My bad note taking experience

Healthcare interpreters are encouraged to become proficient at note taking. I have found note taking especially useful when I must remember dates and numbers. For this reason, I have been studying on how to take better and faster notes. I plan to even take a class on the subject at some point soon.

I have been resistant to taking notes due to an experience. Many years ago, when I had been an interpreter for only a few years, I showed up to a doctor’s office fully prepared. At that time, my kit consisted of my company logo ID badge. I carried a book bag with a medical glossary, a translated anatomy book, a glossary of vulgar terminology from different Latin American countries, and my notepad.  My iPad carries all of that and more, at a fraction of the bulk.

When I entered the examination room, I took out my notepad. The doctor became visibly distracted and asked me what I was doing. I explained to him that it was common for interpreters to take notes to assure accuracy. The doctor told me that he didn’t like people from the insurance company writing down everything he is saying! He didn’t appreciate being observed in that fashion. I explained that it wasn’t my intention and that I would put the notepad away. The doctor didn’t accept my explanation and was upset throughout the appointment.

Later, the nurse case manager I worked with informed me that the doctor made a complaint to the insurance company. She explained to me that some doctors feel uncomfortable with people taking notes. Although she didn’t ask me to stop taking notes, she did request that I don’t do it with that doctor and that I use discernment before pulling out my notepad with other doctors. In other words, if I need to use it because of a difficult interpretation and I confirm first that the doctor is ok with it, then it would be fine.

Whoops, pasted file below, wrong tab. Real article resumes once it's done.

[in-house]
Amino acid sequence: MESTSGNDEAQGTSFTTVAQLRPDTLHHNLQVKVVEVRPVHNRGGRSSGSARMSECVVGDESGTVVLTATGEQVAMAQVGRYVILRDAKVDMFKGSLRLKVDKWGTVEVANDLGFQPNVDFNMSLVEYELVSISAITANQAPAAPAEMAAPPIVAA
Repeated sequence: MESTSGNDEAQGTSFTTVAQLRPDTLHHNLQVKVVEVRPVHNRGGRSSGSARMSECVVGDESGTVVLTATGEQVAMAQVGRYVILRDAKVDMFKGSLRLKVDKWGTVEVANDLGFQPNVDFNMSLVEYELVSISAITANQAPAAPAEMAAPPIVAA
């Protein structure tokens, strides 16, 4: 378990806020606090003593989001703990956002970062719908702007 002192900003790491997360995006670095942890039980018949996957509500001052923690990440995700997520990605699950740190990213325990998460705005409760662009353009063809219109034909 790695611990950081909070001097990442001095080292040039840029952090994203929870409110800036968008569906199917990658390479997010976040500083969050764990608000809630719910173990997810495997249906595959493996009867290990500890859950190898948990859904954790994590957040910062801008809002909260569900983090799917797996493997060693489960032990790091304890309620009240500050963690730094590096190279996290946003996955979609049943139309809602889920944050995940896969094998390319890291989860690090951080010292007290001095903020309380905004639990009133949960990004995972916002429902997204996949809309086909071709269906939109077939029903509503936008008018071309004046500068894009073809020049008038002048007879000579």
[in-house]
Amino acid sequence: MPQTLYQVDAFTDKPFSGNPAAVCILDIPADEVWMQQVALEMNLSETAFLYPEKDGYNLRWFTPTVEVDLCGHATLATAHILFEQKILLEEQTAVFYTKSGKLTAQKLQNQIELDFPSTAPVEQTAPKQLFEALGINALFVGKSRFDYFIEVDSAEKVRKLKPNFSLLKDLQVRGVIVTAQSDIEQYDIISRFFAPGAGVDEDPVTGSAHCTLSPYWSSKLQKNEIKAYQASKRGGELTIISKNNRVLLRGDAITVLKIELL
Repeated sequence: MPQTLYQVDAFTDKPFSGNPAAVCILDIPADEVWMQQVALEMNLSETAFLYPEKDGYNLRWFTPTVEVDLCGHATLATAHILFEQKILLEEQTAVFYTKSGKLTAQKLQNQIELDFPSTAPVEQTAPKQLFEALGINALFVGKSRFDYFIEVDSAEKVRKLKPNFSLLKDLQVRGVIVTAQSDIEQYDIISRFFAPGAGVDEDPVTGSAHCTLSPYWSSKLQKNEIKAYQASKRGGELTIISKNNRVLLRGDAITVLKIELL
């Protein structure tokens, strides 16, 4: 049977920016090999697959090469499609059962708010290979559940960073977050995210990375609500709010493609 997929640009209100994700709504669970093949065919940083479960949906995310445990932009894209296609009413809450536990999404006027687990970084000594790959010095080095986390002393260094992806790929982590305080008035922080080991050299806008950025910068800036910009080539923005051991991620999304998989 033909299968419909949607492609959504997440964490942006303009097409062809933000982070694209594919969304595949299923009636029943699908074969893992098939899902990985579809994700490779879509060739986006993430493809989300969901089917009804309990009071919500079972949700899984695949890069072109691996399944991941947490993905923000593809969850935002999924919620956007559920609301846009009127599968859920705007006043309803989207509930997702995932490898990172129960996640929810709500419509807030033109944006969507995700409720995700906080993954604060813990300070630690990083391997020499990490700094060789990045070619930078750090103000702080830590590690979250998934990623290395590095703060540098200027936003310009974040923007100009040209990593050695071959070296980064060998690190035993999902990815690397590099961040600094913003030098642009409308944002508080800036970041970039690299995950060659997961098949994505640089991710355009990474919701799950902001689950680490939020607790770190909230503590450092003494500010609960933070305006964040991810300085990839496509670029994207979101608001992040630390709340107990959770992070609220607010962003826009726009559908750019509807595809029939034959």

It was several years before I began to take my notepad out again. I used it whenever I interpreted over the phone or if I was interpreting at a deposition or hearing. Now before taking notes, I ask permission and promise to delete it when we are finished. I also use my iPad to take notes which is also more unassuming than my old book bag with all the dictionaries.

All professionals must use the tools of their trade. In the case of interpreters, a good notepad, paper or electronic, is one of those tools. It is our duty to educate others on how to work well with professional interpreters.

Note: After writing the article and before publishing it, I have since taken a couple of very good continuing education classes on note taking. I realize more than ever that much time will need to be dedicated for me to develop a great note taking system. As it develops, I will share with you my discoveries.

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2 thoughts on “My bad note taking experience”

  1. Hi Alfonso, thanks for sharing this story. Crazy that it even happened! It sounds from your post like you might have been in an employee situation with the company you were working for? So the freedoms allowed to you might have been pretty different to a freelancer/independent contractor. That’s an uncomfortable spot to be in
    I have to say you handled it much more meekly than I would have! I imagine I might have put my notebook away that one time to avoid a scene, but I would afterwards let the clinic and/or agency know that having a notebook on hand is important for me to do my job well. If the powers-that-be insisted I not use notes even with that provider, I would say unfortunately I won’t be interpreting at your clinic anymore.

    I think assuring that you will destroy notes afterward is a great strategy. However, I personally would never ask permission to take notes. In many cases, having a notebook on hand allows us to do a much better job. I am not at an employee; I am providing a technical professional service, and I consider it my job to educating others about what I need to do my job well, when necessary.

    Just my two cents. Thanks for sharing your experience!

    1. Thank you for the Two cents! At the time I had been an interpreter for a few years, mostly working for agencies. Today I regularly take notes on my I-Pad and then erase them afterward.

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